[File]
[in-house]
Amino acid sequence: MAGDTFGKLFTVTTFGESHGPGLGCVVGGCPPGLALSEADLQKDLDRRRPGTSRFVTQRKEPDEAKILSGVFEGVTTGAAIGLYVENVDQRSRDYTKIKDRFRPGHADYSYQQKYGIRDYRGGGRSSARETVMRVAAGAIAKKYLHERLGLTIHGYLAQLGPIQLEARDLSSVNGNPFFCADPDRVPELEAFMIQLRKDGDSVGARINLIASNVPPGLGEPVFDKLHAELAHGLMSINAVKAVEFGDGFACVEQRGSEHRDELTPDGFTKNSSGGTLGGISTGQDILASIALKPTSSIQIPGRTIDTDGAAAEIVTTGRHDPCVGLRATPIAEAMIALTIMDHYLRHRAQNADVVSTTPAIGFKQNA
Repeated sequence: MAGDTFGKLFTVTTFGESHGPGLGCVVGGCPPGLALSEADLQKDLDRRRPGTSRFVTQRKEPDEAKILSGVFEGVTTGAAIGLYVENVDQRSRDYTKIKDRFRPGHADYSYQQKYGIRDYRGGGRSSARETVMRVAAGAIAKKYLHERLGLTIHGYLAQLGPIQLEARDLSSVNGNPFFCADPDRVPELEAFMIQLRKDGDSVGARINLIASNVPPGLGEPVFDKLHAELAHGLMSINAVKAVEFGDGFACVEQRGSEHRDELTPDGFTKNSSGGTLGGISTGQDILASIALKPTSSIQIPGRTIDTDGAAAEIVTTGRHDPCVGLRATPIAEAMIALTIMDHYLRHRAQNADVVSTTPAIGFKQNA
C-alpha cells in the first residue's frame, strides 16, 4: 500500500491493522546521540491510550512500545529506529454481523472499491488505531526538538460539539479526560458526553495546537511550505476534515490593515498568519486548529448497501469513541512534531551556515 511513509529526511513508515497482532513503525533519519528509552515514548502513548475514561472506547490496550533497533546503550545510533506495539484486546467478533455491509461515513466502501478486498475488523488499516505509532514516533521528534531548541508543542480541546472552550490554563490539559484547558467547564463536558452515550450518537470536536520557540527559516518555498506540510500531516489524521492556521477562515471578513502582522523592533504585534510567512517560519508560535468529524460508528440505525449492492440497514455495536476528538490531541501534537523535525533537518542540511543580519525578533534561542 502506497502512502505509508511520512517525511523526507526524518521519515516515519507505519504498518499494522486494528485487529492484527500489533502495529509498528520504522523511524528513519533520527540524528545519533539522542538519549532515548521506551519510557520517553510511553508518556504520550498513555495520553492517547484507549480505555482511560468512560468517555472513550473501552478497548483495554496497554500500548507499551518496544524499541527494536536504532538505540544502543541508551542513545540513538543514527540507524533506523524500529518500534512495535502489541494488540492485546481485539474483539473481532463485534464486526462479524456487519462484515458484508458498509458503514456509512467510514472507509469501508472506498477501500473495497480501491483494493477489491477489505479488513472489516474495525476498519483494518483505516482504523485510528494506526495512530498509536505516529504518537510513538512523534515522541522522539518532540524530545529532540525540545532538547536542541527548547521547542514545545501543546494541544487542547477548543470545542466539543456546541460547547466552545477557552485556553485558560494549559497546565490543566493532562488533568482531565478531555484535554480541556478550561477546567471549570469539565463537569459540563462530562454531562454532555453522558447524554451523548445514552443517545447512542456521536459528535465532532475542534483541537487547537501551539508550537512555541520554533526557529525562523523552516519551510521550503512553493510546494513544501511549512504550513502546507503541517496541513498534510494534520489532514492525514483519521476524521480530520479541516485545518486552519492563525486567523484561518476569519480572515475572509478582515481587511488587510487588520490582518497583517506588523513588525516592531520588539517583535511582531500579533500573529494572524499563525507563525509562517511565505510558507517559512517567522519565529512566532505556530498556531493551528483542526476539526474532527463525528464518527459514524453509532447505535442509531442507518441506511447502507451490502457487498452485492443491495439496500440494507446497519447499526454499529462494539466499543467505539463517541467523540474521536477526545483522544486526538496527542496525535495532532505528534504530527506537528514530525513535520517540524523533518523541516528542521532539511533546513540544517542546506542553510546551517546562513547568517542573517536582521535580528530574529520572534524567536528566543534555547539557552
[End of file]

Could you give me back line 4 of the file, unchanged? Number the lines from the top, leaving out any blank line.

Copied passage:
C-alpha cells in the first residue's frame, strides 16, 4: 500500500491493522546521540491510550512500545529506529454481523472499491488505531526538538460539539479526560458526553495546537511550505476534515490593515498568519486548529448497501469513541512534531551556515 511513509529526511513508515497482532513503525533519519528509552515514548502513548475514561472506547490496550533497533546503550545510533506495539484486546467478533455491509461515513466502501478486498475488523488499516505509532514516533521528534531548541508543542480541546472552550490554563490539559484547558467547564463536558452515550450518537470536536520557540527559516518555498506540510500531516489524521492556521477562515471578513502582522523592533504585534510567512517560519508560535468529524460508528440505525449492492440497514455495536476528538490531541501534537523535525533537518542540511543580519525578533534561542 502506497502512502505509508511520512517525511523526507526524518521519515516515519507505519504498518499494522486494528485487529492484527500489533502495529509498528520504522523511524528513519533520527540524528545519533539522542538519549532515548521506551519510557520517553510511553508518556504520550498513555495520553492517547484507549480505555482511560468512560468517555472513550473501552478497548483495554496497554500500548507499551518496544524499541527494536536504532538505540544502543541508551542513545540513538543514527540507524533506523524500529518500534512495535502489541494488540492485546481485539474483539473481532463485534464486526462479524456487519462484515458484508458498509458503514456509512467510514472507509469501508472506498477501500473495497480501491483494493477489491477489505479488513472489516474495525476498519483494518483505516482504523485510528494506526495512530498509536505516529504518537510513538512523534515522541522522539518532540524530545529532540525540545532538547536542541527548547521547542514545545501543546494541544487542547477548543470545542466539543456546541460547547466552545477557552485556553485558560494549559497546565490543566493532562488533568482531565478531555484535554480541556478550561477546567471549570469539565463537569459540563462530562454531562454532555453522558447524554451523548445514552443517545447512542456521536459528535465532532475542534483541537487547537501551539508550537512555541520554533526557529525562523523552516519551510521550503512553493510546494513544501511549512504550513502546507503541517496541513498534510494534520489532514492525514483519521476524521480530520479541516485545518486552519492563525486567523484561518476569519480572515475572509478582515481587511488587510487588520490582518497583517506588523513588525516592531520588539517583535511582531500579533500573529494572524499563525507563525509562517511565505510558507517559512517567522519565529512566532505556530498556531493551528483542526476539526474532527463525528464518527459514524453509532447505535442509531442507518441506511447502507451490502457487498452485492443491495439496500440494507446497519447499526454499529462494539466499543467505539463517541467523540474521536477526545483522544486526538496527542496525535495532532505528534504530527506537528514530525513535520517540524523533518523541516528542521532539511533546513540544517542546506542553510546551517546562513547568517542573517536582521535580528530574529520572534524567536528566543534555547539557552